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Architect envisions nature center at springs

A Citrus native hopes the Three Sisters Springs site's buyer considers an education center and land restoration.

By RAGHURAM VADAREVU
Published March 20, 2005


CRYSTAL RIVER - Days after acquiring the Three Sisters Springs property last week, the developer said that no final decision had been made about what his investment group plans for the parcel.

In case Harry C. "Hal" Flowers and Three Sisters Springs Holdings are unable to decide, there are quite a few people in Citrus County and beyond who would be happy to make a few suggestions.

One of them is Nicole D. Bienkowski, a Crystal River native who spent much of her childhood frolicking in the nearby springs and whose mother, Marie, started the Manatee Toy Company.

"I can remember when the springs had so much hyacinth in it. We would paddle in with our flippers and masks. It was filled with manatees," she said.

So when Bienkowski attended Texas A&M University to pursue a master's degree in architecture and needed a site she could study for her thesis, she thought of only one place: Three Sisters.

Her proposal for the site includes an environmental education center and plans to restore the landscape so the area's wildlife would return.

"I was calling it the Three Sisters Wildlife Education Center," she said proudly.

Others think it's a great idea, the only one that will mesh the interests of preserving and restoring the environment and meet the needs of a waterfront community that many believe thrives on its ecotourism.

"The highest and best use of that property is tourism," said Sam Lyons, a former dive shop owner and a member of the county's Tourist Development Council. "That property should house a conservation and education and tourism facility."

He added, "It's unfortunate that something couldn't be done with the last remaining pristine piece of property . . . this last little piece of nature.

"It's a shame," he said.

Over the years, the state and federal governments, as well as a private conservation entity, have looked at the springs property with an eye toward purchase and preservation.

But those deals never worked out, much to the disappointment of Bienkowski and others like her.

"The city thrives on the nature that it has," she said.

The 27-year-old architect who now lives in Southern California remembers the days she worked at her mother's old store in Crystal River and having to direct visitors to Homosassa because they wanted to see manatees but not get in the water.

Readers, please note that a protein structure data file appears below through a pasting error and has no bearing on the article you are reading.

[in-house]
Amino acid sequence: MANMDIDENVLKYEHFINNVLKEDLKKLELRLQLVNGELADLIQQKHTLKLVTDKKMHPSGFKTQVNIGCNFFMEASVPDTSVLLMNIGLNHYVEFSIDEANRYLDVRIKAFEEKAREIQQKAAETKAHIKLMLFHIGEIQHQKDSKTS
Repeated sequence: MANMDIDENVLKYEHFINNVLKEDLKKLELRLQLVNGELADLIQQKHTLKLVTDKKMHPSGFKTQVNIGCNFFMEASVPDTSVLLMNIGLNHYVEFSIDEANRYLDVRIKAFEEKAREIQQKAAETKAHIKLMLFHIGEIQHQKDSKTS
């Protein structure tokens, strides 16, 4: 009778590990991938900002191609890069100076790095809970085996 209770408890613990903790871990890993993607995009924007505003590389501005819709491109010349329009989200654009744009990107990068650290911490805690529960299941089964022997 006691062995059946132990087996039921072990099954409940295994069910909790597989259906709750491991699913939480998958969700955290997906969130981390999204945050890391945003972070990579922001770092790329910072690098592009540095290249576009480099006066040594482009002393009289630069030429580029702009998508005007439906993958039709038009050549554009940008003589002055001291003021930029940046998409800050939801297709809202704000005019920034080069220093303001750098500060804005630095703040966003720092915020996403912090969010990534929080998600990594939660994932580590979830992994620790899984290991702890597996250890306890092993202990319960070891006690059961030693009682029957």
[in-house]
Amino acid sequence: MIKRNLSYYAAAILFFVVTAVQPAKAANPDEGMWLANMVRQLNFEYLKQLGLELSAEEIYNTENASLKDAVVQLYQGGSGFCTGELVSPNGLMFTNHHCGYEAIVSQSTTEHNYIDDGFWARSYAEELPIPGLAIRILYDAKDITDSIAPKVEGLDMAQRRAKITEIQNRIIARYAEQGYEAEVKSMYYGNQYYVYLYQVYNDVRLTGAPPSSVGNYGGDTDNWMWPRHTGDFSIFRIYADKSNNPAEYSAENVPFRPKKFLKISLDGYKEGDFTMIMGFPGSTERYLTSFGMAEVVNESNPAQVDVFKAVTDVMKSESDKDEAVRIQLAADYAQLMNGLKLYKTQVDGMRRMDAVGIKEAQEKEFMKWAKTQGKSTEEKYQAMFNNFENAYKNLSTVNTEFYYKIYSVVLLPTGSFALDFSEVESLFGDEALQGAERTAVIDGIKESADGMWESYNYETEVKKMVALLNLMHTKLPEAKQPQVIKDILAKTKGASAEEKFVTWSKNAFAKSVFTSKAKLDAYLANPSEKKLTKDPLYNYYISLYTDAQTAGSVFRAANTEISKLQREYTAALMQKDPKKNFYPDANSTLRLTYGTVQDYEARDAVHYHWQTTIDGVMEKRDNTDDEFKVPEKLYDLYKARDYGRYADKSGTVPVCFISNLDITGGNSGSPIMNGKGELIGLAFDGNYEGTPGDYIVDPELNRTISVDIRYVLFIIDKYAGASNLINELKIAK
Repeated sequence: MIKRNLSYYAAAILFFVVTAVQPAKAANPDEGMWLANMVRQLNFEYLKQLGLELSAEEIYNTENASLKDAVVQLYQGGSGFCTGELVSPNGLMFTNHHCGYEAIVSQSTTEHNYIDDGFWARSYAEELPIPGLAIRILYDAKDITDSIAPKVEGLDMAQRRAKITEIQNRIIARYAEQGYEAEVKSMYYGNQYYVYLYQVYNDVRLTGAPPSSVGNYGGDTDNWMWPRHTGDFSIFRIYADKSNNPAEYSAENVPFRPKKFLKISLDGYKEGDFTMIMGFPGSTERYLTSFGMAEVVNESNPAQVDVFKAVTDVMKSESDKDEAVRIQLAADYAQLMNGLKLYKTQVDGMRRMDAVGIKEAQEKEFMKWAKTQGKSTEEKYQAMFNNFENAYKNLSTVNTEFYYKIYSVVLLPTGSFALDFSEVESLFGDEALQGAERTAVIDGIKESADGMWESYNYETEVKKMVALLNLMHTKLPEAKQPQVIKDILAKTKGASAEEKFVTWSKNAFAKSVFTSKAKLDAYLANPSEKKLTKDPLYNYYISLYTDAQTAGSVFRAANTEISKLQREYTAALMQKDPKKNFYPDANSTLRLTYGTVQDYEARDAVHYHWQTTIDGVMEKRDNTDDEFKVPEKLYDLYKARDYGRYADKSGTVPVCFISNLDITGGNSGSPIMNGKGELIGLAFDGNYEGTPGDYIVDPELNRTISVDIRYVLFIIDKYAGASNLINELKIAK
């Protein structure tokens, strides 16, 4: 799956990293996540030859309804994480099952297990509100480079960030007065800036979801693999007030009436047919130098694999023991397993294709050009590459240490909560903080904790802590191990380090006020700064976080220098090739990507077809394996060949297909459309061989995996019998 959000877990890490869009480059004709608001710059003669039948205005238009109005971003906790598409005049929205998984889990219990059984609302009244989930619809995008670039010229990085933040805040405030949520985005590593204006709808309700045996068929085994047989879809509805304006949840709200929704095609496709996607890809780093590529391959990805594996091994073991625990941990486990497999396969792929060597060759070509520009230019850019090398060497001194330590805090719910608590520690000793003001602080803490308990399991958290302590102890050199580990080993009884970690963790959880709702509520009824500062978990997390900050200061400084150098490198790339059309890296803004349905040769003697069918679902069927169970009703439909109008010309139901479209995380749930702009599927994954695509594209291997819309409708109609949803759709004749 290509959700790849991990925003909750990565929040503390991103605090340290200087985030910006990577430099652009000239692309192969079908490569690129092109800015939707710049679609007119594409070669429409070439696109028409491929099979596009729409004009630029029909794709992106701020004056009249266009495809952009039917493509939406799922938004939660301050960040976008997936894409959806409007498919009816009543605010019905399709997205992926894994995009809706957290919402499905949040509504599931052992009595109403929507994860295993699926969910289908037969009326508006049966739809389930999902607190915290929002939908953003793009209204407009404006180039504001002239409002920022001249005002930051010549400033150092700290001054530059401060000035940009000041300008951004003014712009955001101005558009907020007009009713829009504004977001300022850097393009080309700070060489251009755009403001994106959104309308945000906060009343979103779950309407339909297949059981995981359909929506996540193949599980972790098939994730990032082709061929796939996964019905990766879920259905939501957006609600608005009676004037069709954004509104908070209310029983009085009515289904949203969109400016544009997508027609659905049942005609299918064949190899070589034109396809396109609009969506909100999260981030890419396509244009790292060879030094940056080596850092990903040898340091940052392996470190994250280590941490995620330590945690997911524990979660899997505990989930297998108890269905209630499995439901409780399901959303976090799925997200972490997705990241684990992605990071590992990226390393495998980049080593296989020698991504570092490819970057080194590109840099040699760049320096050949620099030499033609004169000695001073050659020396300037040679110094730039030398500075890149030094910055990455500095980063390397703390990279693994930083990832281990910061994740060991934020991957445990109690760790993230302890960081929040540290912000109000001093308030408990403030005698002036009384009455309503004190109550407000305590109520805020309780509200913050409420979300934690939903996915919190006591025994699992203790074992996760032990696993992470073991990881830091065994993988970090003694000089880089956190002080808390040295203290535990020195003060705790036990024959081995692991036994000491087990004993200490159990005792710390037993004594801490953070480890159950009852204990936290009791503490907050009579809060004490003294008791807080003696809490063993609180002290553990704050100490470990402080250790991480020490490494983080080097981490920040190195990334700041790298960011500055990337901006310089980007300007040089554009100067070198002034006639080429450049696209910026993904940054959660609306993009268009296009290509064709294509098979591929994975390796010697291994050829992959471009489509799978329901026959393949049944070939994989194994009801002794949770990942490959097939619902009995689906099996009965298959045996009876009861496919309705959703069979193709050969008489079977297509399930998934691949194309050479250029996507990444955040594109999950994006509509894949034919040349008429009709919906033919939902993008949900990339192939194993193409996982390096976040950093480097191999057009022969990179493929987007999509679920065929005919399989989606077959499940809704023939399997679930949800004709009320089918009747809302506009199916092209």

"The city is losing revenue," she said.

An education center would bring in new visitors and offer more services to those who are already visiting, she said.

Here's how she designed it:

The main entrance would sit off Cutler Spur. A wall welcoming visitors would feature a manatee statue and the words "Three Sisters."

The visitors could then walk any number of elevated walkways and trails. Bienkowski said she would have most of the walkways and the structures on the site raised to have a minimal impact on the environment and because the land is on a flood plain.

There's a boardwalk from the parking lot, across Lake Linda, and into the welcome center and auditorium. The complex of buildings would also feature classrooms, exhibit rooms, a gift shop and a cafe.

Elsewhere on the site are docks for kayaks and boats. The boat dock also features a snack booth. Nearby, there's a three-story tower, which would allow visitors to look down into the waters and see the manatees. Also stretching through the newly planted trees on the property would be additional walking trails.

In the end, Bienkowski said, she hopes the center and its other facilities would help educate generations about the value of preserving or restoring the natural landscape and about the gentle manatees and other wildlife.

It's something she's learned growing up within a few hundred feet of the springs.

"When I come home, all I want to do is go out on the water," she said. "It's gorgeous. It's such a unique area ... It's the last good chunk of waterfront, and it's got a lot of history."

Times staff writer Barbara Behrendt contributed to this report. Raghuram Vadarevu can be reached at rvadarevu@sptimes.com or 564-3627.